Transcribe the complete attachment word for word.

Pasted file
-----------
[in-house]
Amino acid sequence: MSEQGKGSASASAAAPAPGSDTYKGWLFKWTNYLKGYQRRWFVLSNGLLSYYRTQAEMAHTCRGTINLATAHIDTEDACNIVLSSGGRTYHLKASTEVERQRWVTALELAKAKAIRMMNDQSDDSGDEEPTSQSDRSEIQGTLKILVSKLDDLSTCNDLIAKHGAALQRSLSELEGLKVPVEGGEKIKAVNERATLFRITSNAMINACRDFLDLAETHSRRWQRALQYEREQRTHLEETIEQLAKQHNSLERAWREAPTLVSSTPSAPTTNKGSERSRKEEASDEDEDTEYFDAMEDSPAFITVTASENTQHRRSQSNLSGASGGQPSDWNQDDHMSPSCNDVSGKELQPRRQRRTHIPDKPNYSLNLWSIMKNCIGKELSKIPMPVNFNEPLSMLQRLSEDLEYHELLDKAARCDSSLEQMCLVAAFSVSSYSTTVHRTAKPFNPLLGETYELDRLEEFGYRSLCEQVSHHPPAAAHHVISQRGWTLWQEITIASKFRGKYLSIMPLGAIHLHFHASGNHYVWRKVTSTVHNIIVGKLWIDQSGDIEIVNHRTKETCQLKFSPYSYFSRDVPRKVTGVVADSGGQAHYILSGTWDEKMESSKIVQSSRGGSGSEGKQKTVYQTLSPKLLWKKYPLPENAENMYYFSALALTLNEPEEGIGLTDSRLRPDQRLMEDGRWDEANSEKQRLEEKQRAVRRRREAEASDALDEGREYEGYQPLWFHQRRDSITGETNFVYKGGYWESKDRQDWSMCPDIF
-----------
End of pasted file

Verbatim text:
[in-house]
Amino acid sequence: MSEQGKGSASASAAAPAPGSDTYKGWLFKWTNYLKGYQRRWFVLSNGLLSYYRTQAEMAHTCRGTINLATAHIDTEDACNIVLSSGGRTYHLKASTEVERQRWVTALELAKAKAIRMMNDQSDDSGDEEPTSQSDRSEIQGTLKILVSKLDDLSTCNDLIAKHGAALQRSLSELEGLKVPVEGGEKIKAVNERATLFRITSNAMINACRDFLDLAETHSRRWQRALQYEREQRTHLEETIEQLAKQHNSLERAWREAPTLVSSTPSAPTTNKGSERSRKEEASDEDEDTEYFDAMEDSPAFITVTASENTQHRRSQSNLSGASGGQPSDWNQDDHMSPSCNDVSGKELQPRRQRRTHIPDKPNYSLNLWSIMKNCIGKELSKIPMPVNFNEPLSMLQRLSEDLEYHELLDKAARCDSSLEQMCLVAAFSVSSYSTTVHRTAKPFNPLLGETYELDRLEEFGYRSLCEQVSHHPPAAAHHVISQRGWTLWQEITIASKFRGKYLSIMPLGAIHLHFHASGNHYVWRKVTSTVHNIIVGKLWIDQSGDIEIVNHRTKETCQLKFSPYSYFSRDVPRKVTGVVADSGGQAHYILSGTWDEKMESSKIVQSSRGGSGSEGKQKTVYQTLSPKLLWKKYPLPENAENMYYFSALALTLNEPEEGIGLTDSRLRPDQRLMEDGRWDEANSEKQRLEEKQRAVRRRREAEASDALDEGREYEGYQPLWFHQRRDSITGETNFVYKGGYWESKDRQDWSMCPDIF